A head for heights? Most certainly as long as I‘ve a cocktail in my hand or, better still, a series of small plates arriving against a panoramic backdrop. To satisfy my needs, every high rise development these days seems to come with a rooftop bar or restaurant. At the Manchester version of Soho House, due later this year, they are even throwing in a swimming pool eight storeys up below its bar and I note that the ubiquitous Gino D’Acampo has been getting in on the act over in Liverpool, opening an eponymous Sky Bar Terrace at the top of the INNSiDE by Meliá hotel.
It may be that city’s highest alfresco restaurant and bar, but at 270 ft it’s a mere molehill compared with the tallest viewpoint I’ve visited – Chicago’s Willis Tower, the Western Hemisphere’s third highest building at 1,730ft. One caveat, its Sky Deck with jutting-out glass Ledge is the same height (1,450ft) as the top of that old stager, New York’s Empire State.
Both dwarf our own Shard in London, which stands at a mere 1,020ft. One advantage is that the 72nd floor viewing gallery is partially open air, offering views of the pinnacle, as well as 360-degree views around the building. I’m still gob struck by how tiny Tower Bridge looked from 800ft above.
All of which brings us to Manchester’s 20 Stories, whose major selling point is its huge outdoor terrace and bar (with appropriate shelters for when the city’s weather lives up to its reputation). At 300ft, it’s a glamorous, stunning spot to take in the ever-changing skyline and cityscape (see main image). You can understand its appeal as a special place for a drink and a people watch. The wine list is arguably the best in town, but food quality has been variable with a constant change of head chefs since its inception in 2018.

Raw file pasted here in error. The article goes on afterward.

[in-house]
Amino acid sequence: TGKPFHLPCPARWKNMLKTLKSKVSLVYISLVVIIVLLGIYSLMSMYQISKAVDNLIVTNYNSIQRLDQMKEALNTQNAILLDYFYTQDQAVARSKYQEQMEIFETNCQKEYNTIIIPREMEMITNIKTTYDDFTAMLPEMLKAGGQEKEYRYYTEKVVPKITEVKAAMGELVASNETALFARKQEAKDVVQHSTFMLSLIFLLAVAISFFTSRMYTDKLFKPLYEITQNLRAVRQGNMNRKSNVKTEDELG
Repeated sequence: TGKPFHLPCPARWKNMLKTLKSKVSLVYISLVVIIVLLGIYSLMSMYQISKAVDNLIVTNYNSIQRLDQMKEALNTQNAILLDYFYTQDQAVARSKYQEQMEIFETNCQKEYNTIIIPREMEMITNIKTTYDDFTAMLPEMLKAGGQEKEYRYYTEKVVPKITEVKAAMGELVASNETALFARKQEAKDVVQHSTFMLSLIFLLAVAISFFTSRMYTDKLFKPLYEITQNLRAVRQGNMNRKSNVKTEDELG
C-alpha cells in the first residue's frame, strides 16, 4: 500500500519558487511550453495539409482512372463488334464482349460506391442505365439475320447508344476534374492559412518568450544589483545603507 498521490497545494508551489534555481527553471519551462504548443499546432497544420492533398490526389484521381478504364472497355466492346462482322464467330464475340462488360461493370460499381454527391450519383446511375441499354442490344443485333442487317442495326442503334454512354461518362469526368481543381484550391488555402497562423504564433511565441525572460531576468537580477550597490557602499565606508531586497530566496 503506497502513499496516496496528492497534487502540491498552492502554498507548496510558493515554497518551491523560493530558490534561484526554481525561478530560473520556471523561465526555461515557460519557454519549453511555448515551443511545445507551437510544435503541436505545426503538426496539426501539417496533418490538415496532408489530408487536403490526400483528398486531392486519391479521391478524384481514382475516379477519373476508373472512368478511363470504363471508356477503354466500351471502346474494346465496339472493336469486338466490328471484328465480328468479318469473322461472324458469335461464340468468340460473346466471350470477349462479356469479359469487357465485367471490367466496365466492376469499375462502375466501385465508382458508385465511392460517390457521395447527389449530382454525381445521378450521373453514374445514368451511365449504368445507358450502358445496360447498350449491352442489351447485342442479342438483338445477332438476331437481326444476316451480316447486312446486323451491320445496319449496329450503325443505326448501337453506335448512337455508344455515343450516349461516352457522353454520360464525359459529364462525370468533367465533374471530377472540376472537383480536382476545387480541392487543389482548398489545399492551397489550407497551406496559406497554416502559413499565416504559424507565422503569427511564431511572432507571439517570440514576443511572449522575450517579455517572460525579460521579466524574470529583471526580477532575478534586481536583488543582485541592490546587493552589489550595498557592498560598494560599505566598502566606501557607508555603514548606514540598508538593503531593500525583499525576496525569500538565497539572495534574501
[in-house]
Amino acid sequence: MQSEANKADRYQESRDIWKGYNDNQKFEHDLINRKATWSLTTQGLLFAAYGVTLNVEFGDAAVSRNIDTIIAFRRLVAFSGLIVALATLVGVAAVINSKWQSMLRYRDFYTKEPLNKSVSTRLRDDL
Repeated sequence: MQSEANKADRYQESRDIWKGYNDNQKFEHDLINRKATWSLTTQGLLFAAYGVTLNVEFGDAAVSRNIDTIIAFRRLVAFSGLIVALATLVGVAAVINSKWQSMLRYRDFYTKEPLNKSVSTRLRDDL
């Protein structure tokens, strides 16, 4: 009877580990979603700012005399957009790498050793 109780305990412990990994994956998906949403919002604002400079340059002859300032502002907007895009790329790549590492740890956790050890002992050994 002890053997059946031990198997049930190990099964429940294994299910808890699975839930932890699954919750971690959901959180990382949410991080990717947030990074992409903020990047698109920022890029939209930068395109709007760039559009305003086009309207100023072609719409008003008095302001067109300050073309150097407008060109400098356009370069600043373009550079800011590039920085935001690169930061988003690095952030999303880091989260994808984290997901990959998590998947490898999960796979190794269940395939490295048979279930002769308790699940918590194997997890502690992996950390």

I dined there recently, road-testing their new five-course tasting menu, available Monday to Thursday, 5.30pm-8.pm. It started well with a vegan opener of broccoli steak with horseradish and lemon, but after that it didn’t live up to its £65 a head price. A better bet is to pick from the more casual Terrace Menu, perhaps mixing and matching tomato, basil and parmesan arancini, truffle fries and BBQ flat iron steak tacos with a tipple or two from their Aperol Cocktail Menu.
Black Friar, Salford – keeping it down to earth
Casual and al fresco is a good way to go in this sweltering summer and the maturing ground-level garden of the re-born Black Friar is a choice spot, even if there is no view to speak of. Well, who would want to ogle the traffic hurtling down Trinity Way? By chance, it has chef connections with 20 Stories. Aiden Byrne, launch chef there, was scheduled to do the same for the Black Friar but pulled out around Pandemic time; his replacement Ben Chaplin came from… you guessed it.
His 20 Stories fine dining pedigree was obvious when I first sat down to eat in the newly planted garden with its big fence two summers ago. A couple of dishes were over-elaborate for what was aimed as a gastropub. The menu has since settled down from trying to balance all this with ‘pub classics’, maintaining high quality ingredients while taking fewer risks.